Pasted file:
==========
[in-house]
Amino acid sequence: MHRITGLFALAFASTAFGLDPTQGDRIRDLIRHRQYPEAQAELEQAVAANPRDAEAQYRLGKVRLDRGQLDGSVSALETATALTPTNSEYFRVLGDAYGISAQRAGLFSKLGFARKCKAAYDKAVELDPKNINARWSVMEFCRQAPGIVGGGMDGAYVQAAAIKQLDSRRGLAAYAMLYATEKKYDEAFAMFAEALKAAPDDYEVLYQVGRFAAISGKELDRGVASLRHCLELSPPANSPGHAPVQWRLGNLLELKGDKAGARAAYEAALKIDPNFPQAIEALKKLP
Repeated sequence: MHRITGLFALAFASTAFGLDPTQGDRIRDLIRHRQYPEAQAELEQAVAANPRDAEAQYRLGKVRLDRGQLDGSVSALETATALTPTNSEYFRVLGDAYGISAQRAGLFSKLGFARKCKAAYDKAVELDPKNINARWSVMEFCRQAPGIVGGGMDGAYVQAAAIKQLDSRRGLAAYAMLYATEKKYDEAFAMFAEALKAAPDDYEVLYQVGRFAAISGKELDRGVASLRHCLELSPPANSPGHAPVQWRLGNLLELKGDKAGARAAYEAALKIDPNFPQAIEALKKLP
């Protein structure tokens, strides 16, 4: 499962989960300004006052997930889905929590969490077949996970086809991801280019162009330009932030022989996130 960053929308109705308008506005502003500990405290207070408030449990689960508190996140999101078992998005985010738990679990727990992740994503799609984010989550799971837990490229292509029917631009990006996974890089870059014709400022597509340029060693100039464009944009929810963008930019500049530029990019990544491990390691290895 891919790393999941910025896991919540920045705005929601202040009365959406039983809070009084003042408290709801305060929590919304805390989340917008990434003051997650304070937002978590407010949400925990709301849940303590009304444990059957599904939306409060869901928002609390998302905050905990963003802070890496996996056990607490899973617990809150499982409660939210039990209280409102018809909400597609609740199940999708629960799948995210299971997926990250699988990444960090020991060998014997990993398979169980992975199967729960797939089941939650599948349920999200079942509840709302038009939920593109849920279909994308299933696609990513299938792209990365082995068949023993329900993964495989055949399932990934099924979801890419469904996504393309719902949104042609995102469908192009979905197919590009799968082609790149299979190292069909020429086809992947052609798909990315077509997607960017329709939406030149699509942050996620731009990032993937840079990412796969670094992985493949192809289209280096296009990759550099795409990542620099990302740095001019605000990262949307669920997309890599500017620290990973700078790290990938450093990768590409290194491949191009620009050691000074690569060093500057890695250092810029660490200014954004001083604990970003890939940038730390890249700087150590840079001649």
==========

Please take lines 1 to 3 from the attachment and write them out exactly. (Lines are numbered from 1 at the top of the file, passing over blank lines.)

[in-house]
Amino acid sequence: MHRITGLFALAFASTAFGLDPTQGDRIRDLIRHRQYPEAQAELEQAVAANPRDAEAQYRLGKVRLDRGQLDGSVSALETATALTPTNSEYFRVLGDAYGISAQRAGLFSKLGFARKCKAAYDKAVELDPKNINARWSVMEFCRQAPGIVGGGMDGAYVQAAAIKQLDSRRGLAAYAMLYATEKKYDEAFAMFAEALKAAPDDYEVLYQVGRFAAISGKELDRGVASLRHCLELSPPANSPGHAPVQWRLGNLLELKGDKAGARAAYEAALKIDPNFPQAIEALKKLP
Repeated sequence: MHRITGLFALAFASTAFGLDPTQGDRIRDLIRHRQYPEAQAELEQAVAANPRDAEAQYRLGKVRLDRGQLDGSVSALETATALTPTNSEYFRVLGDAYGISAQRAGLFSKLGFARKCKAAYDKAVELDPKNINARWSVMEFCRQAPGIVGGGMDGAYVQAAAIKQLDSRRGLAAYAMLYATEKKYDEAFAMFAEALKAAPDDYEVLYQVGRFAAISGKELDRGVASLRHCLELSPPANSPGHAPVQWRLGNLLELKGDKAGARAAYEAALKIDPNFPQAIEALKKLP